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Build Your Own Robot!

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Overview

This book, a compilation of articles from Karl Lunt's long-running column for Nuts & Volts magazine, is a must-read for all beginner and intermediate-level robotics enthusiasts. Written in a friendly, straightforward manner, it contains entertaining anecdotes as well as practical advice and instruction. The author's stories about his various robotics projects will inspire you to try them yourself; and he shares his tips and code to help you. Possible projects range from transforming a TV remote control into a robot controller to building a robot from a drink cooler. You'll want to build them all; the author's enthusiasm for robotics is contagious!

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Editorial Reviews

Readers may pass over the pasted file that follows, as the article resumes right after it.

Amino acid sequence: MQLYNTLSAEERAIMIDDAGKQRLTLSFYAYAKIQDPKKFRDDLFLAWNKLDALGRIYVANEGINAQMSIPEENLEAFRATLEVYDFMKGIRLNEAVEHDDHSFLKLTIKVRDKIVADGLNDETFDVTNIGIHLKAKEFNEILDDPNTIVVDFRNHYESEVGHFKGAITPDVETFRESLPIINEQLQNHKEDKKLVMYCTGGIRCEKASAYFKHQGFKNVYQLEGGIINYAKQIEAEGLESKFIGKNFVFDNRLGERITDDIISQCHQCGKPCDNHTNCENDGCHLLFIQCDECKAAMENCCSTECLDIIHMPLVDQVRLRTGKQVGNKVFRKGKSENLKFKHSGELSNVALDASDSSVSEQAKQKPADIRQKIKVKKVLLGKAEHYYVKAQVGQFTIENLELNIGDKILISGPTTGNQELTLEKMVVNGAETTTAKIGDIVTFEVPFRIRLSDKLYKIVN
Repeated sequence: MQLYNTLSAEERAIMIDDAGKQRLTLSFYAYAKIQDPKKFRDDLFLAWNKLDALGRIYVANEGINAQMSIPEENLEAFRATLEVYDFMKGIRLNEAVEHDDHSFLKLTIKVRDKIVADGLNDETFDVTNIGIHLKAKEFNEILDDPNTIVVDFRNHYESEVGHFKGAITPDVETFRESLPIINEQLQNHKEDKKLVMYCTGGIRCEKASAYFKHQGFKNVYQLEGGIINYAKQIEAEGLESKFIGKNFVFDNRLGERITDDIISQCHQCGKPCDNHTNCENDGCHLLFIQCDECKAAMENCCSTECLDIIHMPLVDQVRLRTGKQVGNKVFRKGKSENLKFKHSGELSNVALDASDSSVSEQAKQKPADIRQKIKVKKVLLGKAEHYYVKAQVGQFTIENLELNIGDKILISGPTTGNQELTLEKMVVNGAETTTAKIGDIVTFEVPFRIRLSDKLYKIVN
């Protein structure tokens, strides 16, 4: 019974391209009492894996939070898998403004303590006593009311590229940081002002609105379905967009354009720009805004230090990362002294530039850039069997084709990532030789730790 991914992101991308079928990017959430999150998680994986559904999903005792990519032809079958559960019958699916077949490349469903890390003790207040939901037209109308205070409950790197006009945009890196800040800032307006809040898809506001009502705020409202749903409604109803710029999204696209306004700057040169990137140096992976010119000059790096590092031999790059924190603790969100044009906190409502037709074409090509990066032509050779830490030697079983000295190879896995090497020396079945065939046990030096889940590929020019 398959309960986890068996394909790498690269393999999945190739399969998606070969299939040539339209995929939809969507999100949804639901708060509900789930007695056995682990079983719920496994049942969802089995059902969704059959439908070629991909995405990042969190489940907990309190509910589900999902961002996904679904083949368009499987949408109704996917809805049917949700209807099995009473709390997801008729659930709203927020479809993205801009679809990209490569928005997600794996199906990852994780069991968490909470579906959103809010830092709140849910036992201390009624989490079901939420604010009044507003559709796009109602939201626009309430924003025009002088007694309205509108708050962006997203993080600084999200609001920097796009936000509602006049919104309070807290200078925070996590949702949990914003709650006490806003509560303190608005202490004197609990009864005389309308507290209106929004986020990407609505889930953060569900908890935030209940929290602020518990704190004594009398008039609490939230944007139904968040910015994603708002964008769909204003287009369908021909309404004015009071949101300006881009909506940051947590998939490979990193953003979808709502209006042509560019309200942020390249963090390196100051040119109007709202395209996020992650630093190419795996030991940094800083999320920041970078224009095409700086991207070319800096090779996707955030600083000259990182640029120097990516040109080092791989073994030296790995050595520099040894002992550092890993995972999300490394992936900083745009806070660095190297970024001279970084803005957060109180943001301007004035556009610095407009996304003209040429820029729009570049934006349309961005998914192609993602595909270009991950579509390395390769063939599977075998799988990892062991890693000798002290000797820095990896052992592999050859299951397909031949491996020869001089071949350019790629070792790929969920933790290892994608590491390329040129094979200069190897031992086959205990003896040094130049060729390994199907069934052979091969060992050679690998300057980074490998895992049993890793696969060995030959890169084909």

Booknews
A compilation of 55 articles from the author's "Amateur Robots" column for magazine. Chapters discuss software, electronics, mechanics, robotic projects, reworking electronic devices, the 68hc11 microcontroller, and robot competitions. Annotation c. Book News, Inc., Portland, OR (booknews.com)
Internet Bookwatch
Beginning and advanced robotics builders will find Build Your Own Robot! a rare coverage of all the basics involved in building a robot, from hardware to the author's own code used to program robots. Build Your Own Robot! is as much for the hobbyist as for the student of engineering and promises to reach a wide audience with in-depth details, tips for building very different kinds of robots, and specifics on circuitry and how to avoid problems.
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Product Details

  • ISBN-13: 9781568811024
  • Publisher: Taylor & Francis
  • Publication date: 3/15/2000
  • Pages: 592
  • Product dimensions: 7.43 (w) x 9.22 (h) x 0.92 (d)

Meet the Author


Karl Lunt has over 100 published articles to his credit, including a five-year run as author of Nuts & Volts' Amateur Robotics column. Over the years, he has built dozens of working robots, many of them featured in his column and in his new book, "Build Your Own Robot!"